The yellowish-white, opaque fluid, smooth and unctuous to the touch, which separates itself from new milk, and forms a layer on its surface, when removed by skimming, is employed in a variety of culinary preparations. The analyses of the contents of cream have been decided to be, in 100 parts--butter, 3.5; curd, or matter of cheese, 3.5; whey, 92.0. That cream contains an oil, is evinced by its staining clothes in the manner of oil; and when boiled for some time, a little oil floats upon the surface.

The thick animal oil which it contains, the well-known butter, is separated only by agitation, as in the common process of churning, and the cheesy matter remains blended with the whey in the state of buttermilk.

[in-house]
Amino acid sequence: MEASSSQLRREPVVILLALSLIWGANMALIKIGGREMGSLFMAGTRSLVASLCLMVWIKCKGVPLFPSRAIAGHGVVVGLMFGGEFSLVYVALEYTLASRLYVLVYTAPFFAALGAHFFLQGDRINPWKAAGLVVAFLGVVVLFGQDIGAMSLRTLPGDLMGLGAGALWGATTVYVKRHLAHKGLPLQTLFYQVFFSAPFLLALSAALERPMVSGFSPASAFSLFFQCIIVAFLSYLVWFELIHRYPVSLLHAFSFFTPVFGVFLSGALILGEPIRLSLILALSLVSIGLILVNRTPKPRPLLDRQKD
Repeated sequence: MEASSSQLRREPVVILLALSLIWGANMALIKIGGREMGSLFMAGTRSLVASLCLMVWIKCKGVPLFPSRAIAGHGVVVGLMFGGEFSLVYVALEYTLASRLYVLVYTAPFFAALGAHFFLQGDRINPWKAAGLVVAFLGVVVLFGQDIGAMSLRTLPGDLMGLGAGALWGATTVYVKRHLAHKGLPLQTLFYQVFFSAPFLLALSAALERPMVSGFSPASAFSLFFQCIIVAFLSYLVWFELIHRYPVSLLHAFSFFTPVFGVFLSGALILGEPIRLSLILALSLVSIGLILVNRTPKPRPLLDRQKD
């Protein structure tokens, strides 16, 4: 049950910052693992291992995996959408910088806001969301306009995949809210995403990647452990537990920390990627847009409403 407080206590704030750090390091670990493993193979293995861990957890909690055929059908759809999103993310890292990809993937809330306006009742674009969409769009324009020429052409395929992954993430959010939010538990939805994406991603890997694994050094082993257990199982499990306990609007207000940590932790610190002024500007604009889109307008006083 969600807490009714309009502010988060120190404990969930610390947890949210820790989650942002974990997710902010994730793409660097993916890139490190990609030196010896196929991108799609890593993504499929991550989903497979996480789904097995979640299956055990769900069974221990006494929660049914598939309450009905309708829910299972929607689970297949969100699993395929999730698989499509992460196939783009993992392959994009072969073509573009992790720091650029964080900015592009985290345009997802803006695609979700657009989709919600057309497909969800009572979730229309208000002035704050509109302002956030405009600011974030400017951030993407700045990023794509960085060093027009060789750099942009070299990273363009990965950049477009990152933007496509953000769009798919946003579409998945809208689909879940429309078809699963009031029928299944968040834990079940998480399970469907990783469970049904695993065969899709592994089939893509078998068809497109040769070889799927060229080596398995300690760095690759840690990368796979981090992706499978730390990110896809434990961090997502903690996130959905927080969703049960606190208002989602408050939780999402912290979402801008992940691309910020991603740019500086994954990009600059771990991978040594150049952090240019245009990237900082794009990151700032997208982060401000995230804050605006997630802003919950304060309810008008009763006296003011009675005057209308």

Of the several kinds of cream, the principal are the Devonshire and Dutch clotted creams, the Costorphin cream, and the Scotch sour cream. The Devonshire cream is produced by nearly boiling the milk in shallow tin vessels over a charcoal fire, and kept in that state until the whole of the cream is thrown up. It is used for eating with fruits and tarts. The cream from Costorphin, a village of that name near Edinburgh, is accelerated in its separation from three or four days' old milk, by a certain degree of heat; and the Dutch clotted cream--a coagulated mass in which a spoon will stand upright--is manufactured from fresh-drawn milk, which is put into a pan, and stirred with a spoon two or three times a day, to prevent the cream from separating from the milk.

The Scotch "sour cream" is a misnomer; for it is a material produced without cream. A small tub filled with skimmed milk is put into a larger one, containing hot water, and after remaining there all night, the thin milk (called wigg) is drawn off, and the remainder of the contents of the smaller vessel is "sour cream."

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